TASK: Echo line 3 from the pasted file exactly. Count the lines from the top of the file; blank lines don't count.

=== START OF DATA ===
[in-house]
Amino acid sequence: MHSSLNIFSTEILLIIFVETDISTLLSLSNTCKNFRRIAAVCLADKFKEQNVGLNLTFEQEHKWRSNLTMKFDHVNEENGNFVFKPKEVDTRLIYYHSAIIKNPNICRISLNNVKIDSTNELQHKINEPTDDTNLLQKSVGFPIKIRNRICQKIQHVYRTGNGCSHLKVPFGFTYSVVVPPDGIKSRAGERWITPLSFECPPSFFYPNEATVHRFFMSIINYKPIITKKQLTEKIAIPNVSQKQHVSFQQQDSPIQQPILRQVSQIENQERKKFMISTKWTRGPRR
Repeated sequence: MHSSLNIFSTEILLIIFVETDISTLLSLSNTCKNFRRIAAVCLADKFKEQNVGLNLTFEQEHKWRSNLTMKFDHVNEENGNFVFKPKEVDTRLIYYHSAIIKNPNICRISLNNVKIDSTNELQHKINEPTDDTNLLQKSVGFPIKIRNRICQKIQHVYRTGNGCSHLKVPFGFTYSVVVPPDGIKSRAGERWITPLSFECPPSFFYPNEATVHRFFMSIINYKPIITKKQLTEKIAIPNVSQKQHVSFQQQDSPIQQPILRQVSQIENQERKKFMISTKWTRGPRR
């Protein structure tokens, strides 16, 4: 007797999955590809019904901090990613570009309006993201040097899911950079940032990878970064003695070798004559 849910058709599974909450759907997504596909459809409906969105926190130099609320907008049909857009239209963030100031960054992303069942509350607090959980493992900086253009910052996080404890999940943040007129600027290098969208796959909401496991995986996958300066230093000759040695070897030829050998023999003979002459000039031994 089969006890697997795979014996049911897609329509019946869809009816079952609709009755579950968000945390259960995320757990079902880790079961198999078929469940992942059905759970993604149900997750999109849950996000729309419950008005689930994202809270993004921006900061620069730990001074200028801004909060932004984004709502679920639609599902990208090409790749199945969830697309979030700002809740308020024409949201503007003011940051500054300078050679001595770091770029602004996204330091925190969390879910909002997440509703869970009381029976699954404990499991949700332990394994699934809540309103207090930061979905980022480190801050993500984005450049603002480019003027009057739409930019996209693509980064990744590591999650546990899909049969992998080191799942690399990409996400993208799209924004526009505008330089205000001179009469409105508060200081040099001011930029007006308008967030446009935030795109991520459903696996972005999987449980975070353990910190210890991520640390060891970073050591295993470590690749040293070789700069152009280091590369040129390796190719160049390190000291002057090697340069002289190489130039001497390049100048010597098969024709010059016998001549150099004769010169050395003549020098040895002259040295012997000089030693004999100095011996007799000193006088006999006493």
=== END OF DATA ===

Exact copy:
Repeated sequence: MHSSLNIFSTEILLIIFVETDISTLLSLSNTCKNFRRIAAVCLADKFKEQNVGLNLTFEQEHKWRSNLTMKFDHVNEENGNFVFKPKEVDTRLIYYHSAIIKNPNICRISLNNVKIDSTNELQHKINEPTDDTNLLQKSVGFPIKIRNRICQKIQHVYRTGNGCSHLKVPFGFTYSVVVPPDGIKSRAGERWITPLSFECPPSFFYPNEATVHRFFMSIINYKPIITKKQLTEKIAIPNVSQKQHVSFQQQDSPIQQPILRQVSQIENQERKKFMISTKWTRGPRR